Texas State Police work to keep up with growing student population
Texas State University police in San Marcos are working to keep up with a growing student population.
Currently, UPD is understaffed by 17.5 percent and are using overtime to fill vacancies around campus.
University Police Chief Jose Banales said his department along with others across the country are having difficulty recruiting. He said the pool of qualified candidates is diminishing and young adults aren't as attracted to a career in law enforcement anymore.
"The private sector now is offering a lot more benefits than public service does so it is challenging and the requirements are so restrictive that not all the young adults will meet those requirements," Banales said.
The police department has seven vacancies, and while it may not seem like a lot – it accounts for nearly a fifth of the force, but Banales said they've been working to augment officer visibility.
"We've incorporated some overtime opportunities to increase foot and bike patrol so that's how we're increasing visibility on campus," Banales said.
Texas State has a growing student population that has reached more than 38,000 this school year. Banales said his department is doing the best they can with the resources they have.
"I like UPD. They're not too aggressive. They're friendly too," said freshman student Tyshane Thomas.
The department's budget allows for 40 sworn officers but as of Wednesday, only 33 of those positions are filled.
"if we have that many kids and that many officers I mean statistically speaking I'd want more officers around," Thomas said.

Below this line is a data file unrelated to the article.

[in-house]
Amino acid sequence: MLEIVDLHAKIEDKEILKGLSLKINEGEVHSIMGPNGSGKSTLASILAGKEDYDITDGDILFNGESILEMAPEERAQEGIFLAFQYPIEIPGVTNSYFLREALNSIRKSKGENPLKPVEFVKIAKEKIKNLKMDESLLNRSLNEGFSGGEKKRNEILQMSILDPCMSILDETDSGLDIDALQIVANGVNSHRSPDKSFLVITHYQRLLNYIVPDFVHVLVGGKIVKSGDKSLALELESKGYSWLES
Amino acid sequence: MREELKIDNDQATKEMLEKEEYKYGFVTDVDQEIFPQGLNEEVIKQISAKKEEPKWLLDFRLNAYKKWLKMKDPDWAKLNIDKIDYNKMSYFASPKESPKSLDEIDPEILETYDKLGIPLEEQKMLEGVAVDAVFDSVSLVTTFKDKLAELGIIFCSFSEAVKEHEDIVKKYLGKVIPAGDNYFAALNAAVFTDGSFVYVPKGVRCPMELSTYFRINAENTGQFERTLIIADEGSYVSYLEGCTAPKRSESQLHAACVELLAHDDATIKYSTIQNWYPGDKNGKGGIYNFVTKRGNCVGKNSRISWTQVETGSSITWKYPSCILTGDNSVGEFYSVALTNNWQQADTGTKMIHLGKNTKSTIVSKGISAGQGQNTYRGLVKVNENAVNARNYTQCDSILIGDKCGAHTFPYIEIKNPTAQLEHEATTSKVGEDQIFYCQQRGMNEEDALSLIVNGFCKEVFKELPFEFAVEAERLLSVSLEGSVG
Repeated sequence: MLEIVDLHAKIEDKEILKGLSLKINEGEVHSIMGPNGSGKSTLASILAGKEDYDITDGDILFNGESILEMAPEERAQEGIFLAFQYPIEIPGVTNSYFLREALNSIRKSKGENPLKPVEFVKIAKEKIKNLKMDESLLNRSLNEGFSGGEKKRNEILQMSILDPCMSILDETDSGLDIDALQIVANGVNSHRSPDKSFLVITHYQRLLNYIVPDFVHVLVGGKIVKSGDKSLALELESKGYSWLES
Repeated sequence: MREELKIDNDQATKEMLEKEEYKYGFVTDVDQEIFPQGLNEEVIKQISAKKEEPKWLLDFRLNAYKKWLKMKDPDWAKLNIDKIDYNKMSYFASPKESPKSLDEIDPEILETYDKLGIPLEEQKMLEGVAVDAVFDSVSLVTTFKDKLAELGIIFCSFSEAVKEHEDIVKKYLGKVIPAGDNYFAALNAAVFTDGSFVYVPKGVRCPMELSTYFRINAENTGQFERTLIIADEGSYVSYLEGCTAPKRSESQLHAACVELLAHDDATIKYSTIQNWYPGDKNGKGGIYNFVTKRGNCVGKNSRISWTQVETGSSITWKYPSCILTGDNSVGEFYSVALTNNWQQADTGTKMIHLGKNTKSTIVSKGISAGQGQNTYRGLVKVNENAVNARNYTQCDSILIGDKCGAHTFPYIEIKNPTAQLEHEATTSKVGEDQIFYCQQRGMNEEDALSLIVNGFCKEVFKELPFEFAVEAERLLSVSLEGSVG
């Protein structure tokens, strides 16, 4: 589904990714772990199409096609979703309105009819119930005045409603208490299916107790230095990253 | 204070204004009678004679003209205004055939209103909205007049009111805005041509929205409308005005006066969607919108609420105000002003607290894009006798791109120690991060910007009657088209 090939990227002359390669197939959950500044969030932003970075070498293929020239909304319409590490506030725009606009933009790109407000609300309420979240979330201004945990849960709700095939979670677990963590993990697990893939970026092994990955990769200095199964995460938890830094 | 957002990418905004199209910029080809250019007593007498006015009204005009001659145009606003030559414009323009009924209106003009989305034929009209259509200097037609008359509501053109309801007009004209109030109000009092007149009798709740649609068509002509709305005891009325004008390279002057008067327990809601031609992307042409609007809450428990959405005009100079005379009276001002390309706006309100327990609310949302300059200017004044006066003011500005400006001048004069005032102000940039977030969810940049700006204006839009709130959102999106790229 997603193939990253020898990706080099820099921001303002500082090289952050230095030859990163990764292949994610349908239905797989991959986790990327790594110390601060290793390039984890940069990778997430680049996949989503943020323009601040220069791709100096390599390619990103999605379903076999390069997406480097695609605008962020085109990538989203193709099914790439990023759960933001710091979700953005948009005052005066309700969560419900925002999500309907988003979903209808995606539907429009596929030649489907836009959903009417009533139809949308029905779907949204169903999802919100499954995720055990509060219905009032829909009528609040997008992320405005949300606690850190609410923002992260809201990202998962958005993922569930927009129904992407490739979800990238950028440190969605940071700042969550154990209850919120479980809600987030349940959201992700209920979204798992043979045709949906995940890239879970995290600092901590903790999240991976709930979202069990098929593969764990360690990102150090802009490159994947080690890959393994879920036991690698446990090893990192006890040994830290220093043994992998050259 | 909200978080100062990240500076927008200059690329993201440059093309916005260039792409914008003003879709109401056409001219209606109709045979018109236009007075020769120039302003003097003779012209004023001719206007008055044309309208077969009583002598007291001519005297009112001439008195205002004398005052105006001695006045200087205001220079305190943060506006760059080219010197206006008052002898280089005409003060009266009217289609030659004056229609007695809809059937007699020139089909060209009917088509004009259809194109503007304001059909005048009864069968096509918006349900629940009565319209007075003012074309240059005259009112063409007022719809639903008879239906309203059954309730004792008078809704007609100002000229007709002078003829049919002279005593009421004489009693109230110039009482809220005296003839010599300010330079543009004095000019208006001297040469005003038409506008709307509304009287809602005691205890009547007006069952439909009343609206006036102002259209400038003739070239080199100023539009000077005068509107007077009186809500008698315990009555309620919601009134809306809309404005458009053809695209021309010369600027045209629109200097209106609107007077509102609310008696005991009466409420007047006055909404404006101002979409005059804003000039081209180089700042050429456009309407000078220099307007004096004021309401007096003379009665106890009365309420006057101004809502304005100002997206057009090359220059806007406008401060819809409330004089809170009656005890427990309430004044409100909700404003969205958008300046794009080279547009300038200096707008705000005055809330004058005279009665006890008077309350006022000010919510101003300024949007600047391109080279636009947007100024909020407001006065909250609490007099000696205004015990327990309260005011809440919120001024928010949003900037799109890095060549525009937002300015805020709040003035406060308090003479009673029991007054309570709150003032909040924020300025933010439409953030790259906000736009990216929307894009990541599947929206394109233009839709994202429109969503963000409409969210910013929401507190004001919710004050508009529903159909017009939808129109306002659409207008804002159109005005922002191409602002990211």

Banales said that's all about to change. Five new officer candidates have made it through the initial hiring process, but they won't be out on patrol until they undergo three months of training.
"At Texas State we deal with some of the same issues other universities deal with as far as the political environment, our mental health issues, drug and alcohol related incidents and sexual assaults," Banales said.
Some students tell CBS Austin they feel like UPD is able to handle small, every day incidents.
"They are doing their jobs to make sure everyone's safe," said Freshman Gabrielle Griffin.
But there are concerns about what would happen in the event of a large-scale emergency.
"Given our climate right now, the terroristic threats, if something like that happened on our campus – are we prepared to deal with that with our police presence? And the answer is no," said senior student Danielle Griffin.
Chief Banales said his department works closely with the San Marcos Police Department.
"It's very important because as you know we're an open campus so having that availability to call on them to assist us or vice versa," Banales said.
Banales said once the new officer candidates complete their training, there will be two more vacancies to fill for the department to be at full staff. If the chief feels like more officers are needed, he will put in a budget request with the Texas State University President Denise Trauth.